• Tips For Using Data Analytics In Patent Valuation

    David Grosby

    In scenarios where a patent has just issued, patent prosecution analytics can indicate the likelihood that the patent is valid, and generally inform the relative value of the patent compared to others in its technology space, say David Grosby and Adnan Obissi of McDonnell Boehnen Hulbert & Berghoff LLP.

  • Why Lawyers Shouldn't Accept Fees In Cryptocurrency: Part 2

    John Reed Stark

    The legal industry has already begun to feel the impact of anti-bribery and anti-money laundering requirements. When involved with cryptocurrency trading and remittance, law firms face more than the risk of being perceived as organizations that support money laundering practices, says John Reed Stark of John Reed Stark Consulting LLC.

  • Streamlining Section 337: Some Big Changes At ITC

    Ann Fort

    Overall, the new amendments to the U.S. International Trade Commission rules governing Section 337 unfair trade practice investigations are seen as improvements. But some observers believe the increased options may slow proceedings, say attorneys with Eversheds Sutherland LLP.

  • A Growing Divide On Trademark License Rights In Bankruptcy

    Luke Barefoot

    The U.S. Supreme Court has been asked to clarify in the case of Tempnology the extent to which trademark license rights survive rejection in bankruptcy proceedings. In the meantime, licensees face continued uncertainty on their ability to use licensed trademarks following rejection, say attorneys with Cleary Gottlieb Steen & Hamilton LLP.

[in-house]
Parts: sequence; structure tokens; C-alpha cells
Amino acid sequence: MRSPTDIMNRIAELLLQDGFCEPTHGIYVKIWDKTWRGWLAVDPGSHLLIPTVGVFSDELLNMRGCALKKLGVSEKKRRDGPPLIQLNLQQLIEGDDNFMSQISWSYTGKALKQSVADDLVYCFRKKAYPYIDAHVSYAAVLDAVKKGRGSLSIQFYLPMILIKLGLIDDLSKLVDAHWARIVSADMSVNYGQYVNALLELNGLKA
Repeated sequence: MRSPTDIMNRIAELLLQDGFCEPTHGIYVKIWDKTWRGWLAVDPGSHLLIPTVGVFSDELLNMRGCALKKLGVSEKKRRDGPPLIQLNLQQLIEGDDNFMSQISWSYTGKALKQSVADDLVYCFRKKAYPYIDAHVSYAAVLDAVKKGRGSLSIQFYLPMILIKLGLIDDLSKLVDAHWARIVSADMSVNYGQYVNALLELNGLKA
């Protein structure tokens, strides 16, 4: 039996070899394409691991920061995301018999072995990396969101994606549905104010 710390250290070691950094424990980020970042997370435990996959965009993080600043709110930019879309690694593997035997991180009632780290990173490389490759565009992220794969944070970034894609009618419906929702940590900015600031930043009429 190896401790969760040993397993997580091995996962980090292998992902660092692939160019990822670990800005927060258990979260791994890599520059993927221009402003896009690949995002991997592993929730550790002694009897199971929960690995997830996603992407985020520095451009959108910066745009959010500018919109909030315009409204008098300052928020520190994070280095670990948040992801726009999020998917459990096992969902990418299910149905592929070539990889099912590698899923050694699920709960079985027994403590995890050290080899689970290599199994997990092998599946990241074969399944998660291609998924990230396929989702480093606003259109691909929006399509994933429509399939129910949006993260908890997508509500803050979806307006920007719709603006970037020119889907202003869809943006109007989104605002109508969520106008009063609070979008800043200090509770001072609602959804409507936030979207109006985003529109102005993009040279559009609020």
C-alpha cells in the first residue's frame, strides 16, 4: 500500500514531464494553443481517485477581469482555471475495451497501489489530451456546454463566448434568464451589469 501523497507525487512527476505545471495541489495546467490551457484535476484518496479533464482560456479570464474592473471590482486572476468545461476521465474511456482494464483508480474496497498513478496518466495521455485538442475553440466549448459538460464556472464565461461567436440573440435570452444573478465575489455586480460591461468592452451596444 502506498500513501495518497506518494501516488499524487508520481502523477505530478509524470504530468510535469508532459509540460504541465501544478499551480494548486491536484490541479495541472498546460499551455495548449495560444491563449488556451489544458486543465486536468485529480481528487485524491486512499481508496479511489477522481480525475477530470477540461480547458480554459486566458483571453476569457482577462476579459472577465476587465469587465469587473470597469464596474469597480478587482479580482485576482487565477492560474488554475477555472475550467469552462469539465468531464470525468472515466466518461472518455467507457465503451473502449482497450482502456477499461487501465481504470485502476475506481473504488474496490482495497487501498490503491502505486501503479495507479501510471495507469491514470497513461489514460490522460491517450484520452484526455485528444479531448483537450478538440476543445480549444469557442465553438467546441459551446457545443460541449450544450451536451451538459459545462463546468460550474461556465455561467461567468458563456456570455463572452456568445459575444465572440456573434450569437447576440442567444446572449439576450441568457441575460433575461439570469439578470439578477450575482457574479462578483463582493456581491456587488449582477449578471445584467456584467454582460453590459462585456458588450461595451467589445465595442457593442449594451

• Patent Venue Trends And Considerations Post-Cray

    Andrew Holmes

    For patent venue disputes, the Federal Circuit's 2017 Cray opinion marks a return to fact-intensive inquiries over whether a “regular and established place of business” exists in a district. Over the last six months, courts have been placing greater weight on certain facts over others, say Andrew Holmes and Zachary Flood of Quinn Emanuel Urquhart & Sullivan LLP.

  • From The 1st Billboards To '3 Billboards': A Legal Evolution

    Karina Saranovic

    During movie awards season this year, "Three Billboards Outside Ebbing, Missouri" highlighted the power of a communication medium that some believe has been unduly muzzled over time through regulation and legal challenges, says Karina Saranovic of Delman Vukmanovic LLP.

  • Why Lawyers Shouldn't Accept Fees In Cryptocurrency: Part 1

    John Reed Stark

    Law firms are increasingly accepting cryptocurrency as payment for services. While this might seem innovative and forward-thinking, ironically it is much more of a throwback, says John Reed Stark of John Reed Stark Consulting LLC.